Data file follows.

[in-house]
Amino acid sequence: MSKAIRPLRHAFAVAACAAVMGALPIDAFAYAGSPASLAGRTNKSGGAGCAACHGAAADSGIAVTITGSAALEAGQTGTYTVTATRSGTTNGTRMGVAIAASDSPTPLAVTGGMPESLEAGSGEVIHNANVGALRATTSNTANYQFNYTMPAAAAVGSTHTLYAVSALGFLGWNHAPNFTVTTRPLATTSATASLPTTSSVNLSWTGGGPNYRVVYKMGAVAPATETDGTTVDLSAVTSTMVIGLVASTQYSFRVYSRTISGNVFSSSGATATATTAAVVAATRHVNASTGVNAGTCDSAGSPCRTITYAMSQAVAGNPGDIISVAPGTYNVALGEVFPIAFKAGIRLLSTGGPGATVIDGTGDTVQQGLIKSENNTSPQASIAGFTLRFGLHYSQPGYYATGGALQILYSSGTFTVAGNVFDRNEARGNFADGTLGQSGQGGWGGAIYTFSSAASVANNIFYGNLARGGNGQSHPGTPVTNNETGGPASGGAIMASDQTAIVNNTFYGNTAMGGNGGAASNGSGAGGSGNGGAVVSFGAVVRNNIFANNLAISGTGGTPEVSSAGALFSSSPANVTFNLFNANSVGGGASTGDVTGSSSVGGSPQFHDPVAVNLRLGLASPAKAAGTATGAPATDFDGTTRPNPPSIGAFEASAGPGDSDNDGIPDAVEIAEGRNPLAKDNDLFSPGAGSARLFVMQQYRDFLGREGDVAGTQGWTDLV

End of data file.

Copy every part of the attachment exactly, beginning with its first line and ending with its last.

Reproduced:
[in-house]
Amino acid sequence: MSKAIRPLRHAFAVAACAAVMGALPIDAFAYAGSPASLAGRTNKSGGAGCAACHGAAADSGIAVTITGSAALEAGQTGTYTVTATRSGTTNGTRMGVAIAASDSPTPLAVTGGMPESLEAGSGEVIHNANVGALRATTSNTANYQFNYTMPAAAAVGSTHTLYAVSALGFLGWNHAPNFTVTTRPLATTSATASLPTTSSVNLSWTGGGPNYRVVYKMGAVAPATETDGTTVDLSAVTSTMVIGLVASTQYSFRVYSRTISGNVFSSSGATATATTAAVVAATRHVNASTGVNAGTCDSAGSPCRTITYAMSQAVAGNPGDIISVAPGTYNVALGEVFPIAFKAGIRLLSTGGPGATVIDGTGDTVQQGLIKSENNTSPQASIAGFTLRFGLHYSQPGYYATGGALQILYSSGTFTVAGNVFDRNEARGNFADGTLGQSGQGGWGGAIYTFSSAASVANNIFYGNLARGGNGQSHPGTPVTNNETGGPASGGAIMASDQTAIVNNTFYGNTAMGGNGGAASNGSGAGGSGNGGAVVSFGAVVRNNIFANNLAISGTGGTPEVSSAGALFSSSPANVTFNLFNANSVGGGASTGDVTGSSSVGGSPQFHDPVAVNLRLGLASPAKAAGTATGAPATDFDGTTRPNPPSIGAFEASAGPGDSDNDGIPDAVEIAEGRNPLAKDNDLFSPGAGSARLFVMQQYRDFLGREGDVAGTQGWTDLV